The findings met (albeit barely) the scientific definition of "statistical significance," which means that the results of the study are most likely not due to chance. However, some scientists are muttering that the results are underwhelming for the astonishing amount of publicity that is being generated by this news.

Much analysis on the findings still needs to be done. For instance, it is not known which of the two vaccines in the regimen offered the greater level of protection, or how important it was that two vaccines were given instead of just one.

For those who were infected with HIV during the trial, the researchers did not see any sign that the prime-boost vaccine affected their viral load. The majority of the HIV-positive participants will be followed in another trial; all received HIV treatment and care as a part of the study.

It is worth noting that the vaccine was not designed to protect against every strain of HIV. The vaccine was created to test against two HIV subtypes: B, which is the most common strain in the U.S. and Europe, and E, which is the most common strain in Asia. However, about 85 to 90 percent of the population in this trial has HIV subtype E, and the majority of the HIV infections in the trial also occurred in people with this subtype. Therefore, it's still unknown whether this vaccine has the same effectiveness against subtype B as against subtype E, or whether it works the same in other areas of the world and against other strains of HIV.

However, the news that this vaccine had any benefit at all is extremely welcome. After so many HIV/AIDS vaccine trial failures, it has powerful implications for our long journey to create a viable vaccine.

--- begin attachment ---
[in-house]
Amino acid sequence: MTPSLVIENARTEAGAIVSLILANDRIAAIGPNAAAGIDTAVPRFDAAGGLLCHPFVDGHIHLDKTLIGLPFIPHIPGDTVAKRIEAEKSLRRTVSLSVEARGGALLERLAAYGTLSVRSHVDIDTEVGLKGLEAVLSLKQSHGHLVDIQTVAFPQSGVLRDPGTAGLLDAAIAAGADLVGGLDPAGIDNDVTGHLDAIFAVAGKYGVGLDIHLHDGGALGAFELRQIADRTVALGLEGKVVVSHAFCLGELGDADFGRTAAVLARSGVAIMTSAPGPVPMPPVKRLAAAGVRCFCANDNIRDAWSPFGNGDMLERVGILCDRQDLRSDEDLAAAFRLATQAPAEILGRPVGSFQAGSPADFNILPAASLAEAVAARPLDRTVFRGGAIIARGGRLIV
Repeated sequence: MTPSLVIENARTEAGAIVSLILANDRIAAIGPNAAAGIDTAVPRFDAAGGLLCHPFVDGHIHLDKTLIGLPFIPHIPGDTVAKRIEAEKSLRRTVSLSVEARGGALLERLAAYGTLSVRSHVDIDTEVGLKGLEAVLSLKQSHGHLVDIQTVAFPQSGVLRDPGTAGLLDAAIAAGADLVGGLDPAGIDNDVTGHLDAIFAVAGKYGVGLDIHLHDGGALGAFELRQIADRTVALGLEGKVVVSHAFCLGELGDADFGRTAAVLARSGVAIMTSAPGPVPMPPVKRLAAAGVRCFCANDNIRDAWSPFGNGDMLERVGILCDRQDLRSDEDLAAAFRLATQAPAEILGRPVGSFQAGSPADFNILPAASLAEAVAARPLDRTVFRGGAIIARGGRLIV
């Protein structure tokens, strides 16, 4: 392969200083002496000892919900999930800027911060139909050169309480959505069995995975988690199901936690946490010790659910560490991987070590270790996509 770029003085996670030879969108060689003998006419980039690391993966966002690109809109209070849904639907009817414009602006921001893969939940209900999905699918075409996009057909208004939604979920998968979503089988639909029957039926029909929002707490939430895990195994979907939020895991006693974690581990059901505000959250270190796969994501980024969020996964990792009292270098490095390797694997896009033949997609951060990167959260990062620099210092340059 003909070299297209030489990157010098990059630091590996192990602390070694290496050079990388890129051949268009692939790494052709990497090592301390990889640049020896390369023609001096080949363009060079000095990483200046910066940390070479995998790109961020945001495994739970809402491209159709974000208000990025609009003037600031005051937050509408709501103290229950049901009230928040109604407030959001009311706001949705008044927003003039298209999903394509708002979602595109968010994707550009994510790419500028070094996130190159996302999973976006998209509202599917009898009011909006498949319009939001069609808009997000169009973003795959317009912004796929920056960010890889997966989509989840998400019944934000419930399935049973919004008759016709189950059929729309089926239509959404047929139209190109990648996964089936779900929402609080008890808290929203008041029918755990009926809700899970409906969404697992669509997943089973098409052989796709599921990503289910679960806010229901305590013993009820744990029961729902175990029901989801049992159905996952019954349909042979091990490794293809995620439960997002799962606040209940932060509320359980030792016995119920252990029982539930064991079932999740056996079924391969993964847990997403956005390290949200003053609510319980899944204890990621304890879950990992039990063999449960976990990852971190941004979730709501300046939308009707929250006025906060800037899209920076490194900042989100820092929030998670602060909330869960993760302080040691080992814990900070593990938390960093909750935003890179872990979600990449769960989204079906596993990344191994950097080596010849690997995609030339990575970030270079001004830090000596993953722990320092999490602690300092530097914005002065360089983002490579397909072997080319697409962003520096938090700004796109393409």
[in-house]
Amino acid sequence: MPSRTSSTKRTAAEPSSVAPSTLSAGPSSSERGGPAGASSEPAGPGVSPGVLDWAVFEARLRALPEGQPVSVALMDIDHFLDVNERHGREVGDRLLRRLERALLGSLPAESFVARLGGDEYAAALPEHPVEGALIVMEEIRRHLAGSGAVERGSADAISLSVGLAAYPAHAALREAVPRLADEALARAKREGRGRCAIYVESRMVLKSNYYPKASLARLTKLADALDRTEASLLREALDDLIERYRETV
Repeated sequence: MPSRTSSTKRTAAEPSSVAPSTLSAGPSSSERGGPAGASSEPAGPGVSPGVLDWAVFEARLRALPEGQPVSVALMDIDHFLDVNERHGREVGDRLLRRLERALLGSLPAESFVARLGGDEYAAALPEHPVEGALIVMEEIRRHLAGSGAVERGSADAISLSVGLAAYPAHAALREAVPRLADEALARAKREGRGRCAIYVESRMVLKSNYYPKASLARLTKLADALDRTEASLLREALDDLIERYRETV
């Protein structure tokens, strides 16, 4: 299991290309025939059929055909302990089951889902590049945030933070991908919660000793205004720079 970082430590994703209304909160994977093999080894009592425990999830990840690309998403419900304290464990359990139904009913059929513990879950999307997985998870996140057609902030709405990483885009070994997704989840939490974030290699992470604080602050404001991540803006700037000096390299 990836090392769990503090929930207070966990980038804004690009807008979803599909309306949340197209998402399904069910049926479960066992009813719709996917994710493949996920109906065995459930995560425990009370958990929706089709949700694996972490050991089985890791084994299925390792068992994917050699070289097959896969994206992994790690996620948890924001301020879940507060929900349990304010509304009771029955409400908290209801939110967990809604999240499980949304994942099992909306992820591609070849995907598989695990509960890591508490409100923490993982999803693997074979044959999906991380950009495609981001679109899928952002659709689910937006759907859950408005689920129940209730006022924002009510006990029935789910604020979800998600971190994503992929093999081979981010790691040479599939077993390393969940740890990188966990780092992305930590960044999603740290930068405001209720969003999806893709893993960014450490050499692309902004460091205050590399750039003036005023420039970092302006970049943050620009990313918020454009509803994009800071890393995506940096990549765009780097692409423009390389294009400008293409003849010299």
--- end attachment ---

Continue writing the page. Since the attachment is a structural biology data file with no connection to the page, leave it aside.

Where We Go From Here

At this point, there is no plan for the prime-boost vaccine to be widely manufactured or distributed. Although the regimen did appear to be effective, it may not be effective enough to make it worth using widely, according to Dr. Robb. "The vaccine may not be beneficial in a population that feels protected and changes their risk activity," he said, suggesting that the vaccine's 31.2 percent efficacy rate might be offset if people who receive the vaccine feel that it makes it OK for them to engage in unprotected sex or needle sharing.

However, the researchers are fast-tracking consultation with scientific and product development experts to figure out what their next steps should be in terms of research. "Knowledge gained through this study will be used to accelerate future study design and testing as researchers continue the search for a safe, globally-effective HIV vaccine," said Col. Jerome Kim, the HIV/AIDS vaccines product manager for the U.S. Army.

The study, its findings and its implications for the future will be discussed in much greater detail at the annual AIDS Vaccine Conference, which takes place next in Paris, France, at the end of October.

For the nitty-gritty on this trial, be sure to check out our collection of articles.

Stay tuned for an interview with HIV/AIDS vaccine advocates and more analysis on this trial.